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Monitoring Grassland Degradation and Restoration Using a Novel Climate Use Efficiency (NCUE) Index in the Tibetan Plateau, China

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  • Ru An
  • Ce Zhang
  • Mengqiu Sun
  • Huilin Wang
  • Xiaoji Shen
  • Benlin Wang
  • Fei Xing
  • Xianglin Huang
  • Mengyao Fan
Article number108208
<mark>Journal publication date</mark>30/11/2021
<mark>Journal</mark>Ecological Indicators
Number of pages14
Publication StatusPublished
Early online date14/09/21
<mark>Original language</mark>English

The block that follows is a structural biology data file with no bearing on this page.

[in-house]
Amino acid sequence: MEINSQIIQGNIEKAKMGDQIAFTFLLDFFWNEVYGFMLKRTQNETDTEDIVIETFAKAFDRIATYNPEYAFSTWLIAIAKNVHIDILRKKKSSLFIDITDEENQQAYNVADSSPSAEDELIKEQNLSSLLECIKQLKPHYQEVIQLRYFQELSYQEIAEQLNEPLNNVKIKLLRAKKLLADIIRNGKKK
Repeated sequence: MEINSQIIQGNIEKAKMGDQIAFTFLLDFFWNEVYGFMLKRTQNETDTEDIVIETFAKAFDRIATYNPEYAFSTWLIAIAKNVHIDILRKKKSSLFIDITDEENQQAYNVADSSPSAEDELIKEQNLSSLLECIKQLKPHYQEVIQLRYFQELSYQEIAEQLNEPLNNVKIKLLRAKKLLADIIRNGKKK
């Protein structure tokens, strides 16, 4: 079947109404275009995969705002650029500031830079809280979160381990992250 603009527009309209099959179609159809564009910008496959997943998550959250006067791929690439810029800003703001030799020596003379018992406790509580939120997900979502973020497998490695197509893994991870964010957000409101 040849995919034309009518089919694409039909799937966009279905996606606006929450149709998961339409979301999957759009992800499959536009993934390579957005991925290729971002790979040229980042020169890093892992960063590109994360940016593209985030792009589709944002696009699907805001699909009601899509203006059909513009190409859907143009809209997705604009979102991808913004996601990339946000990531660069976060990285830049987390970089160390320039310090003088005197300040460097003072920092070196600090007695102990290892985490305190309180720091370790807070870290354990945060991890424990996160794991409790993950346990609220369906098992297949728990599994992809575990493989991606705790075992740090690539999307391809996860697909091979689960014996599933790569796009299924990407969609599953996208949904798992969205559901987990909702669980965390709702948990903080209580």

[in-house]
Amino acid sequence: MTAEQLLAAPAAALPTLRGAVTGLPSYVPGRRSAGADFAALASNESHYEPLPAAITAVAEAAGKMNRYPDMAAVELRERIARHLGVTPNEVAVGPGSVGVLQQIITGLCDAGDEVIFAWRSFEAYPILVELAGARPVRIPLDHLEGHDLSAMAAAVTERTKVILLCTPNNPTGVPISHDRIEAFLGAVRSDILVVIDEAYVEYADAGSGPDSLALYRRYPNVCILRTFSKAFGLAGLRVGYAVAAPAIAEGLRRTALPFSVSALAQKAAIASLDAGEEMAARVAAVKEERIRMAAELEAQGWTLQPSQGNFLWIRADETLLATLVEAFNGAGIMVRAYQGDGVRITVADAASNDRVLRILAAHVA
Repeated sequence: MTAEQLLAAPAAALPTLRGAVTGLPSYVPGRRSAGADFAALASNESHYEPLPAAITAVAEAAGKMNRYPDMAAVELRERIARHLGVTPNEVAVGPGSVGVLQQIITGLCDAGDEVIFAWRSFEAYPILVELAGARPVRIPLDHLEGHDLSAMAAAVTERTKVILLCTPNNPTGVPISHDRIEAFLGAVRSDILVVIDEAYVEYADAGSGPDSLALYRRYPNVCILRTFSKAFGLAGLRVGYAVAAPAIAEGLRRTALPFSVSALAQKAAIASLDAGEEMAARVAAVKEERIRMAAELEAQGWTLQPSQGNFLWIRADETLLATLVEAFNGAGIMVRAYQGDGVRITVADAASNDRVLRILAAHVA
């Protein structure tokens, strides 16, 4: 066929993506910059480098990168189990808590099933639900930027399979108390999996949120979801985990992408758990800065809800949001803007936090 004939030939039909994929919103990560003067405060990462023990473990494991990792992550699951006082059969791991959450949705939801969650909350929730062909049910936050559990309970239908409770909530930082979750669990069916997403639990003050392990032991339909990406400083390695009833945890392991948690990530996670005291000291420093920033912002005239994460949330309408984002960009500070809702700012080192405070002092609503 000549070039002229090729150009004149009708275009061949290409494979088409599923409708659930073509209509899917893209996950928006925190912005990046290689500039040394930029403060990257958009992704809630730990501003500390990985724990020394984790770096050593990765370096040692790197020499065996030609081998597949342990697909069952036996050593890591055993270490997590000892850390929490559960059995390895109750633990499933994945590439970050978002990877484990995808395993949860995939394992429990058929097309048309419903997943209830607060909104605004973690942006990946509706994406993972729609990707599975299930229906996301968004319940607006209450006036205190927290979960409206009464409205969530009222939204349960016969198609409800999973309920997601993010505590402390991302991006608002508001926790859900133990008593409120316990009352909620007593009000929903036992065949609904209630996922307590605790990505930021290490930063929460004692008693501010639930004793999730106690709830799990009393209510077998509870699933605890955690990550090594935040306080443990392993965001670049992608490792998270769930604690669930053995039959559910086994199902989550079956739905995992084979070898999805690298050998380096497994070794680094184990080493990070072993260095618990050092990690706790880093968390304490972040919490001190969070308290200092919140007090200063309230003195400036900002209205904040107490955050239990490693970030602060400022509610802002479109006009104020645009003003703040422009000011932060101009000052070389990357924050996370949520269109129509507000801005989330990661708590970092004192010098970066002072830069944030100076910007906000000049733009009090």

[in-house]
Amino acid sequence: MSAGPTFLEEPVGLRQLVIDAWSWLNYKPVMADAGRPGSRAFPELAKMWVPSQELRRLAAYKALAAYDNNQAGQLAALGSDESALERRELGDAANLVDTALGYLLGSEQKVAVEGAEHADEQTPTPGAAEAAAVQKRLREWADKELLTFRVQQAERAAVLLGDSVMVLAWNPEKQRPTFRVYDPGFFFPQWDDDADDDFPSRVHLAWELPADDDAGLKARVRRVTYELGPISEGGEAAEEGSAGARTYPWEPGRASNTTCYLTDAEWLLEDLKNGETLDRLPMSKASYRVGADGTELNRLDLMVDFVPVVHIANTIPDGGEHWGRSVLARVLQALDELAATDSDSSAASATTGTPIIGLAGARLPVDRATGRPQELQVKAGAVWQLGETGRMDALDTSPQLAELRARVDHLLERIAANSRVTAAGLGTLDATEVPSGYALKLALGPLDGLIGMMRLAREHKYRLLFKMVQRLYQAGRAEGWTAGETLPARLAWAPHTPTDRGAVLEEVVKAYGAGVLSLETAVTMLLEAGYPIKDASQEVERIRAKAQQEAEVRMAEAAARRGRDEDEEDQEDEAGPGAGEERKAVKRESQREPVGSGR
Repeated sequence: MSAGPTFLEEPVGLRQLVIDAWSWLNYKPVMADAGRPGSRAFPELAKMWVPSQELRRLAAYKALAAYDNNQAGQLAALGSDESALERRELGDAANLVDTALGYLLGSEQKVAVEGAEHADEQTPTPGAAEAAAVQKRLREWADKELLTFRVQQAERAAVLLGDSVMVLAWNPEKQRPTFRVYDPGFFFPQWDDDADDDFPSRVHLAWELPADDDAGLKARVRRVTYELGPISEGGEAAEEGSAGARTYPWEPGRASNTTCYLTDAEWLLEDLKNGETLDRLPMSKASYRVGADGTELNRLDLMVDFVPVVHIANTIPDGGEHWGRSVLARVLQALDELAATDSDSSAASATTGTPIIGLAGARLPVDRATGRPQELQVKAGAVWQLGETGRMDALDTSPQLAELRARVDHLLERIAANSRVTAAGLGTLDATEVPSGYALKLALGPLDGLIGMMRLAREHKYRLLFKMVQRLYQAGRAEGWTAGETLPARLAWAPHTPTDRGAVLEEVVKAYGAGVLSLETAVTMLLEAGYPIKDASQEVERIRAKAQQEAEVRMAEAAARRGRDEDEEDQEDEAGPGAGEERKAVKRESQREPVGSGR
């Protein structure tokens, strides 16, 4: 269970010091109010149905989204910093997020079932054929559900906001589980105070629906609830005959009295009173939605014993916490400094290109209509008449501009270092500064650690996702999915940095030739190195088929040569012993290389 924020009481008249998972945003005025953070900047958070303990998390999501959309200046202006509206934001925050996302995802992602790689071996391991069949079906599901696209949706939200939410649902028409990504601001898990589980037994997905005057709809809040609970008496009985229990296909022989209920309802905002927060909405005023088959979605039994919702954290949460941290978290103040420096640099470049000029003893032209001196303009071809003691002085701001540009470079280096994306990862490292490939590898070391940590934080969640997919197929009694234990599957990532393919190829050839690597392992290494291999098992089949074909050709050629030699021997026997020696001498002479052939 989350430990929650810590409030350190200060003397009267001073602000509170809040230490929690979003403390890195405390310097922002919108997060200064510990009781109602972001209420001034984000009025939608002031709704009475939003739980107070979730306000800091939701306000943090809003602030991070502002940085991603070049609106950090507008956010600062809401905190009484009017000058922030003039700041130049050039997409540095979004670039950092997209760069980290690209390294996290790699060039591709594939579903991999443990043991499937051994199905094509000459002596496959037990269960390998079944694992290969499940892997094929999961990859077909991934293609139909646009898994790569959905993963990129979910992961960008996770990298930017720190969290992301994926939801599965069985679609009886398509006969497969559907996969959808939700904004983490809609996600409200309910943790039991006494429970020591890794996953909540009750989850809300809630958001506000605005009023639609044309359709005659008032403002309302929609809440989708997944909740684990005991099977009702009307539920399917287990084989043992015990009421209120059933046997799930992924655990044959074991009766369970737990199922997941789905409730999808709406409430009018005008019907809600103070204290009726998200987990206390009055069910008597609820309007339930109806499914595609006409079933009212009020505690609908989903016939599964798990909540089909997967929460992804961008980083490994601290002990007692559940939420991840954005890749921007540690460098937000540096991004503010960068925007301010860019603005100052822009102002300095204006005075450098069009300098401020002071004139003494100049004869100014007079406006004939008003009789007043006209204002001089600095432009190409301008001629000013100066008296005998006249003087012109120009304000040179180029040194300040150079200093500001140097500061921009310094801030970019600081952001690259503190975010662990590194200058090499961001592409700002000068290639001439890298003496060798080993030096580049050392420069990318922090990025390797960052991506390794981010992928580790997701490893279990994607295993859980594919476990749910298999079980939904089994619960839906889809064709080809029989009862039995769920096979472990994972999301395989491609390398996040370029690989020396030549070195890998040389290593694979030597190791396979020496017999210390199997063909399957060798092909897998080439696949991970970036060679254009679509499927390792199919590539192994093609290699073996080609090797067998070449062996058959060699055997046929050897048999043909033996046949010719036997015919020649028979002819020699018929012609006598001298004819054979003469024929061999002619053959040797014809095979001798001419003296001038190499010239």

Grassland degradation is one of the most pressing challenges in natural environment and anthropogenic society. However, there is yet no effective approach for monitoring the spatio-temporal pattern of large-scale grassland degradation. In particular, the research on grassland changes in the harsh natural environment such as the Qinghai-Tibet Plateau is still in its infancy due to complexity, and it is extremely difficult for humans to reach these remote areas. The annual changes in the grassland biomass might be the results of climate fluctuations or grassland degradation. To test the hypothesis, the impact of inter-annual climate fluctuations needs to be considered when monitoring the grassland degradation based on spatio-temporal change of grassland biomass. In this paper, we propose a Novel Climate Use Efficiency index (NCUE) by considering rainfall, temperature, sunlight time, wind speed, surface temperature, accumulated temperature, time lag effect, light, temperature and water suitability and their coordination climatic factors that mainly affect vegetation growth comprehensively, to monitor grassland change suitable for cold and dry climate characteristics of the Qinghai-Tibet Plateau, and to reduce the effect of inter-annual variability of grassland productivity caused by climate fluctuation. As a consequence, grassland degradation monitoring could be more accurate and objective than existing ecological indicators. Our experiments show that the slope of NCUE over 31 years from 1982 to 2012 is 0.0028, showing a recovery trend in grassland. Degradation and restoration of grassland exist at the same time, and their proportions are 20.49% and 23.89%, respectively. By comparing with in-situ measurements in 2013 and 2009, 68% consistency was achieved with our prediction, and the 70% consistency is achieved by comparing with the positive and negative change trend of accumulated NDVI during the growing season. Moreover, the comparative analysis of land use/cover changes (LUCC) from 1990 to 2010 shows 69% of consistency. The ratio of the area of grassland significantly degradation and recovered predicted by NCUE change trend is 1.41% and 1.43%, respectively. It occupies a very small area of the study area. Yet, that predicted by NDVI change trend is 42.17% and 31.90%, respectively, and about 70% of the area is detected as drastic changes. It shows that NDVI is sensitive to climate fluctuations, while NCUE reduces the impact of climate fluctuations, reflecting change of grassland being affected by human activities and long-term climate change. The novel NCUE has great potential and utility to minify the impact of climate fluctuation and reflect grassland changes over space and time quantitatively. Such ecological index provides a new understanding of spatial and temporal patterns of grassland degradation in the Three River Headwaters Region (TRHR) at the same time.